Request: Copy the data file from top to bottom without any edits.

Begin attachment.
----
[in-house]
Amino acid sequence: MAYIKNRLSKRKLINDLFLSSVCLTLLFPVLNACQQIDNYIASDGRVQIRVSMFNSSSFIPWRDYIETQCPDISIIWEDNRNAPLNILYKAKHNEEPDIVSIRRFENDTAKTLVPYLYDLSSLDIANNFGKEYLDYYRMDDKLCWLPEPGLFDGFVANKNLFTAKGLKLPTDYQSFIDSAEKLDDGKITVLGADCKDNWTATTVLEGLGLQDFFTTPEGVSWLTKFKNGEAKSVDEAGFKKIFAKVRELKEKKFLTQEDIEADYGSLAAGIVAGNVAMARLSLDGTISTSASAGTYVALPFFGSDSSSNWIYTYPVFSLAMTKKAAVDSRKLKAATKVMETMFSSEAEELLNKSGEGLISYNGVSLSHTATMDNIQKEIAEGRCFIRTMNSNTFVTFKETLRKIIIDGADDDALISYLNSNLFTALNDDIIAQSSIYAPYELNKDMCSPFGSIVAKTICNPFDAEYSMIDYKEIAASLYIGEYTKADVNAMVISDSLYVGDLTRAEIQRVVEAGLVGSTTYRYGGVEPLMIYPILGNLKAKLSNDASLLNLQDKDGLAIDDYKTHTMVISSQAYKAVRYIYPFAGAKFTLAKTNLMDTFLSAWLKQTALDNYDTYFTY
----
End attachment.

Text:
[in-house]
Amino acid sequence: MAYIKNRLSKRKLINDLFLSSVCLTLLFPVLNACQQIDNYIASDGRVQIRVSMFNSSSFIPWRDYIETQCPDISIIWEDNRNAPLNILYKAKHNEEPDIVSIRRFENDTAKTLVPYLYDLSSLDIANNFGKEYLDYYRMDDKLCWLPEPGLFDGFVANKNLFTAKGLKLPTDYQSFIDSAEKLDDGKITVLGADCKDNWTATTVLEGLGLQDFFTTPEGVSWLTKFKNGEAKSVDEAGFKKIFAKVRELKEKKFLTQEDIEADYGSLAAGIVAGNVAMARLSLDGTISTSASAGTYVALPFFGSDSSSNWIYTYPVFSLAMTKKAAVDSRKLKAATKVMETMFSSEAEELLNKSGEGLISYNGVSLSHTATMDNIQKEIAEGRCFIRTMNSNTFVTFKETLRKIIIDGADDDALISYLNSNLFTALNDDIIAQSSIYAPYELNKDMCSPFGSIVAKTICNPFDAEYSMIDYKEIAASLYIGEYTKADVNAMVISDSLYVGDLTRAEIQRVVEAGLVGSTTYRYGGVEPLMIYPILGNLKAKLSNDASLLNLQDKDGLAIDDYKTHTMVISSQAYKAVRYIYPFAGAKFTLAKTNLMDTFLSAWLKQTALDNYDTYFTY